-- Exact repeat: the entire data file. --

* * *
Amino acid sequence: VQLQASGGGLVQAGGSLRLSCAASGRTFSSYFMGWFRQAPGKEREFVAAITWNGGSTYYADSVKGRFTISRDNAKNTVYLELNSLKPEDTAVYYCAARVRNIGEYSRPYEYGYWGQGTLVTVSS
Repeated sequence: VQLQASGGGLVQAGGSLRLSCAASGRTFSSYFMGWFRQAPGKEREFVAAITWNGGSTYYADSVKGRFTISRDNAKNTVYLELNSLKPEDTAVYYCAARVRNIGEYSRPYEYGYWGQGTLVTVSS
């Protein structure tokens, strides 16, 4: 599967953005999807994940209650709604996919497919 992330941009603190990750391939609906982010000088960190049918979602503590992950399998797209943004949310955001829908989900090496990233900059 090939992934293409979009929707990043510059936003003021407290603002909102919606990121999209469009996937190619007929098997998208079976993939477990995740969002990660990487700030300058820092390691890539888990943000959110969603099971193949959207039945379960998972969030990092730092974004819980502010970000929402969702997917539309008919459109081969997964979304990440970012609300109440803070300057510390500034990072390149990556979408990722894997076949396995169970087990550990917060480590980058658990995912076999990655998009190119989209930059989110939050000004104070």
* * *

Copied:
Amino acid sequence: VQLQASGGGLVQAGGSLRLSCAASGRTFSSYFMGWFRQAPGKEREFVAAITWNGGSTYYADSVKGRFTISRDNAKNTVYLELNSLKPEDTAVYYCAARVRNIGEYSRPYEYGYWGQGTLVTVSS
Repeated sequence: VQLQASGGGLVQAGGSLRLSCAASGRTFSSYFMGWFRQAPGKEREFVAAITWNGGSTYYADSVKGRFTISRDNAKNTVYLELNSLKPEDTAVYYCAARVRNIGEYSRPYEYGYWGQGTLVTVSS
């Protein structure tokens, strides 16, 4: 599967953005999807994940209650709604996919497919 992330941009603190990750391939609906982010000088960190049918979602503590992950399998797209943004949310955001829908989900090496990233900059 090939992934293409979009929707990043510059936003003021407290603002909102919606990121999209469009996937190619007929098997998208079976993939477990995740969002990660990487700030300058820092390691890539888990943000959110969603099971193949959207039945379960998972969030990092730092974004819980502010970000929402969702997917539309008919459109081969997964979304990440970012609300109440803070300057510390500034990072390149990556979408990722894997076949396995169970087990550990917060480590980058658990995912076999990655998009190119989209930059989110939050000004104070």